'I've never seen anything like this: Fields under water leading to seeding delays for farmers
A string of storms that have left fields underwater could delay farmers from getting their crop seeds in the ground – the latest in a series of challenges that Manitoba producers have had to face in the past 24 months.
Stewart Floyd, owner of Floyd Seed and Oat Processors in Arborg, said in a normal year farmers are preparing their fields for seeding. This year, however, farmers' fields are drowning under floodwater.
"My house has been completely surrounded by water now for about two weeks," he said. "I've never seen anything like this."
He said the optimal time to get seeds in the ground is in the first few weeks of May – typically between May 10 to 15.
"The longer it goes after that you slowly are getting less and less yield potential. So, really your income is dropping every day," he said.
It is a concern Keystone Agricultural Producers (KAP) has heard from many farmers in the areas of the province that have been waterlogged by April's downpour of precipitation.
"Until the water disappears, we won't be able to assess what we need to do on the fields. There could be some damage with regards to drainage ditches and erosion and those particular aspects as well," said Bill Campbell, president of KAP.
"We're not exactly sure how long it will take for this excess moisture to disappear or be absorbed or run into the rivers."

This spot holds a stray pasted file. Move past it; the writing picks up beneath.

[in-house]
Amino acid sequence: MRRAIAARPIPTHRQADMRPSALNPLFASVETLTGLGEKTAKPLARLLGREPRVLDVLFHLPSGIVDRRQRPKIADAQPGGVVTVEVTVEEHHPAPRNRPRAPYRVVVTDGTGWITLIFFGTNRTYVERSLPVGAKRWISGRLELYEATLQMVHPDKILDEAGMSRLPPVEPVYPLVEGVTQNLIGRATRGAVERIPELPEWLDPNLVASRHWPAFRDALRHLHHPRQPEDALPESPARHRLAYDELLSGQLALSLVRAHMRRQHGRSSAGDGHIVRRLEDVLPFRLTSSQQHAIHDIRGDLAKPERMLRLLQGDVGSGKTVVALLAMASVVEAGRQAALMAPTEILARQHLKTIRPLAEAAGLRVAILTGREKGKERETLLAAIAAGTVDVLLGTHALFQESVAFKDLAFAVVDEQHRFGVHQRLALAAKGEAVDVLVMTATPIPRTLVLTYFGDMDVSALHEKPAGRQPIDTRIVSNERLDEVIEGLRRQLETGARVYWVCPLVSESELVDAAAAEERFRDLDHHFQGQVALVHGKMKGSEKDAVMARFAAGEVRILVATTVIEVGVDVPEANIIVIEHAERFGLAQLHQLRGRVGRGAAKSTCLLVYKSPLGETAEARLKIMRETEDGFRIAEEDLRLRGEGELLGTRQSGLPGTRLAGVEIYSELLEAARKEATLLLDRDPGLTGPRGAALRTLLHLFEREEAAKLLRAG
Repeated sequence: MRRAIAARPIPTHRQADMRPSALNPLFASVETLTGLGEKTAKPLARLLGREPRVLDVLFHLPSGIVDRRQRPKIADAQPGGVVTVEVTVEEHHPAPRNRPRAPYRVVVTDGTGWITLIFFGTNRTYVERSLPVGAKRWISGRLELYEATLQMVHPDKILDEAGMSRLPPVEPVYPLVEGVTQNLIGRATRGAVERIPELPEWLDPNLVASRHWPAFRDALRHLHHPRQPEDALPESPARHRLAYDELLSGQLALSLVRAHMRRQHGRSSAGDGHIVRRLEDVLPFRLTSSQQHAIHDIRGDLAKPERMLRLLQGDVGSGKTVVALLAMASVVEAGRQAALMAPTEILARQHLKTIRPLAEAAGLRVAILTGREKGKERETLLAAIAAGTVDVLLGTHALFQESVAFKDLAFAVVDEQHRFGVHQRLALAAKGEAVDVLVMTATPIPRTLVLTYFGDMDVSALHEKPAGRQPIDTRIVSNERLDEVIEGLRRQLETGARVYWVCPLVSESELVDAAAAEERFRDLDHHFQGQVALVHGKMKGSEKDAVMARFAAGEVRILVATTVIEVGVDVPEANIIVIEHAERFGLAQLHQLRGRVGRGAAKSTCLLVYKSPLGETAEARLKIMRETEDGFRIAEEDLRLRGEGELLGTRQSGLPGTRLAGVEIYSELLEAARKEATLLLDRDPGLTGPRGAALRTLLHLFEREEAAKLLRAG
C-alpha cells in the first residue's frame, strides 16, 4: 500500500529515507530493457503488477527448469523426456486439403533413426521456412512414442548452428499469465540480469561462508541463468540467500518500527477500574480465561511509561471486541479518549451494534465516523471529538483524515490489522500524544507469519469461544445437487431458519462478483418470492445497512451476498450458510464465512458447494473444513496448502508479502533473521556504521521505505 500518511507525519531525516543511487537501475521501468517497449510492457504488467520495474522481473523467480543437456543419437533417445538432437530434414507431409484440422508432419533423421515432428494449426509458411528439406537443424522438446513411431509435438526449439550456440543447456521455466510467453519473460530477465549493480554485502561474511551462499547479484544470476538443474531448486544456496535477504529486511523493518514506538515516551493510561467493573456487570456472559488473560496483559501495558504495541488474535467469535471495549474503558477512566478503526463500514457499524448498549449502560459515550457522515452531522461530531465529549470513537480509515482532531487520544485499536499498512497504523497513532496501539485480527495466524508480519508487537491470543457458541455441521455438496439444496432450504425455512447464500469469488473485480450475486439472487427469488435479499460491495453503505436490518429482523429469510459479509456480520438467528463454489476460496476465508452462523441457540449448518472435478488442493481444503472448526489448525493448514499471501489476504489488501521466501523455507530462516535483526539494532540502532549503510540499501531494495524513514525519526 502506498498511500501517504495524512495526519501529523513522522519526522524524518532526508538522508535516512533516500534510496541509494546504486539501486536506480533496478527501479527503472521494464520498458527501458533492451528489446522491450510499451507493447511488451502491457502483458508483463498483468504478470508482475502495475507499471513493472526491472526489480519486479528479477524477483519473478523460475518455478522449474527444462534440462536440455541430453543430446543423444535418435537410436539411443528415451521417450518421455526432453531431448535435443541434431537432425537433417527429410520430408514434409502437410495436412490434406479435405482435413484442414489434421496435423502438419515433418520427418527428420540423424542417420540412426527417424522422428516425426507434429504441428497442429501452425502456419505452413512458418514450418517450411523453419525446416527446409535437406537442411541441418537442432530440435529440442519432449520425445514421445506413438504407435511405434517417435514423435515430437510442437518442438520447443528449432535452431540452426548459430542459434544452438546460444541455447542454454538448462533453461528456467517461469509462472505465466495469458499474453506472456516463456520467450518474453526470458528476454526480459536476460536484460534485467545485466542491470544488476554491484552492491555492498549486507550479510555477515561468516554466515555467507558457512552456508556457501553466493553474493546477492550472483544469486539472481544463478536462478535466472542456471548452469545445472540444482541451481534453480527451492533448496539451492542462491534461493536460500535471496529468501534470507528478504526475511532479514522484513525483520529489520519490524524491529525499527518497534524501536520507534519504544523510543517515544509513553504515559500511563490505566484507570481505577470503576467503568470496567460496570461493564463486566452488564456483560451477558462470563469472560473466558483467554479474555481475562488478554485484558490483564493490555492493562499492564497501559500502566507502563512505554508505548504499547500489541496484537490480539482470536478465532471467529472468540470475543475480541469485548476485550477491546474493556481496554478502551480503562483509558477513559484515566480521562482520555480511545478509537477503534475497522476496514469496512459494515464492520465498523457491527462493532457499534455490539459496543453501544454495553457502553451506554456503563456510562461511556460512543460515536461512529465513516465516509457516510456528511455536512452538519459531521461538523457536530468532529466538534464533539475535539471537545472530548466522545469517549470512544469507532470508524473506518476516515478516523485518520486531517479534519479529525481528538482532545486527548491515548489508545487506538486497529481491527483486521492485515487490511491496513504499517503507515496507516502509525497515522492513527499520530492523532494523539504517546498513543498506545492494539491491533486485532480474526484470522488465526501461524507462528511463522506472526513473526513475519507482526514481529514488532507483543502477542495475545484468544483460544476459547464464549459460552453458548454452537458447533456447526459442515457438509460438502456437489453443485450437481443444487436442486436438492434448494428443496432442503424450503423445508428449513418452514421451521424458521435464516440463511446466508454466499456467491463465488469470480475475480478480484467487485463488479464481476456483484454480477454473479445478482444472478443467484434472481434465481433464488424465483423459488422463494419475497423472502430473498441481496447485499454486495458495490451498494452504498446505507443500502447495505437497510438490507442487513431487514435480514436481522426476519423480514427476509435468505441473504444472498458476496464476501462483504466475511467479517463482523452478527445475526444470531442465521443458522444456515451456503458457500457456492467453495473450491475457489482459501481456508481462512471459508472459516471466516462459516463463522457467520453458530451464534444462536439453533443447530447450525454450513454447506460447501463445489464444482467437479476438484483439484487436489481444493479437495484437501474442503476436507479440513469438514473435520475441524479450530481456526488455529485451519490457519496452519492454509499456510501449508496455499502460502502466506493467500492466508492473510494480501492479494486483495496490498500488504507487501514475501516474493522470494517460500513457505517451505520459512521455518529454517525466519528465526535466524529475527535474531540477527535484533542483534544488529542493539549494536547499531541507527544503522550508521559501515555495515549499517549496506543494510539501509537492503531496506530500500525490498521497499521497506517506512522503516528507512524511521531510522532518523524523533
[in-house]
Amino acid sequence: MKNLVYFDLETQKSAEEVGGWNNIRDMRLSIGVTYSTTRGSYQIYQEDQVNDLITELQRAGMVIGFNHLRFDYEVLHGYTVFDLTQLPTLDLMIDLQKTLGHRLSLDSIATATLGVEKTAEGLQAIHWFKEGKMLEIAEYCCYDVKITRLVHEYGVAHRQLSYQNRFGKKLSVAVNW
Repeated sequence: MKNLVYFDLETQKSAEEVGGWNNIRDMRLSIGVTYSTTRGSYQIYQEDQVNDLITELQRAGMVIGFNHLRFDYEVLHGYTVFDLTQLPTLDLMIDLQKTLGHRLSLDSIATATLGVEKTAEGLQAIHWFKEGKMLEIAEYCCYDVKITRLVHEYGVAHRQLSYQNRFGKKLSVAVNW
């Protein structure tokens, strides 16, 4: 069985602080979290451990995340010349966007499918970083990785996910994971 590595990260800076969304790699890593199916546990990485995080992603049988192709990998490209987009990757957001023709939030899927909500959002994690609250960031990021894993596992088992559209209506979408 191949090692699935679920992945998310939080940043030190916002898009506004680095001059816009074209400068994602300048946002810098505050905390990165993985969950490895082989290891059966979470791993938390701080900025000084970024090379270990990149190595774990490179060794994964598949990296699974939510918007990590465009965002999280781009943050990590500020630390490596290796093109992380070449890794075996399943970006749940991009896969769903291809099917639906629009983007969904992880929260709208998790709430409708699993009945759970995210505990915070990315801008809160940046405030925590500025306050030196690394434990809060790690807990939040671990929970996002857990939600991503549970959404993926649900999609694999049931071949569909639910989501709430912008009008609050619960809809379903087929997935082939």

He said the delay in seeding could force some farmers to reconsider which crops they are planning to plant. Another concern is the fast-approaching June 15 deadline for farmers to apply for crop insurance.
This is the latest in a series of challenges Manitoba farmers have faced recently.
"The drought last year was very widespread and virtually affected everybody in the province. Then to have a winter which was the third snowiest on record, and April that has set records for precipitation – it has really brought about a lot of challenges in dealing with the weather conditions," Campbell said.
The challenges may not be over yet for farmers as more rain is expected this weekend.
Despite the concerns, Campbell said farmers are trying to stay optimistic for the season ahead.
"It's not always favourable or likable, but we do what we do because we're very good at what we do."
For Floyd, whose livelihood relies on farmers getting their seeds in the ground and producing good yields, he says there are stresses around every corner.